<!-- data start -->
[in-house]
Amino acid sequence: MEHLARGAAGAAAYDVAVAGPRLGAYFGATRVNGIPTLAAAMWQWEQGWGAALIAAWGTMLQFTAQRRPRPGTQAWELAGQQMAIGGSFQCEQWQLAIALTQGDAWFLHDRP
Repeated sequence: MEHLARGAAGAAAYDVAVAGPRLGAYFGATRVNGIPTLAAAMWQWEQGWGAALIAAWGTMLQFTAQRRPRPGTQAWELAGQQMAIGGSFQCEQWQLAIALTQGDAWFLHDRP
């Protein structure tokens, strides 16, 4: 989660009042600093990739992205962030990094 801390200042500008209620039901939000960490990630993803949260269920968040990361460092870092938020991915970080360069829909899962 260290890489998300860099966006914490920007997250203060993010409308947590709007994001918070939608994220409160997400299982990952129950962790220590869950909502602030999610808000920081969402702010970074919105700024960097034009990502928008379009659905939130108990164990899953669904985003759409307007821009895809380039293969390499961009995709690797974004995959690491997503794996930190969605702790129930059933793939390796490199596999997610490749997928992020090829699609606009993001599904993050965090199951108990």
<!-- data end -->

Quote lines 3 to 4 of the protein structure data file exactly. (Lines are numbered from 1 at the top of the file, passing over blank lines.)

Repeated sequence: MEHLARGAAGAAAYDVAVAGPRLGAYFGATRVNGIPTLAAAMWQWEQGWGAALIAAWGTMLQFTAQRRPRPGTQAWELAGQQMAIGGSFQCEQWQLAIALTQGDAWFLHDRP
């Protein structure tokens, strides 16, 4: 989660009042600093990739992205962030990094 801390200042500008209620039901939000960490990630993803949260269920968040990361460092870092938020991915970080360069829909899962 260290890489998300860099966006914490920007997250203060993010409308947590709007994001918070939608994220409160997400299982990952129950962790220590869950909502602030999610808000920081969402702010970074919105700024960097034009990502928008379009659905939130108990164990899953669904985003759409307007821009895809380039293969390499961009995709690797974004995959690491997503794996930190969605702790129930059933793939390796490199596999997610490749997928992020090829699609606009993001599904993050965090199951108990």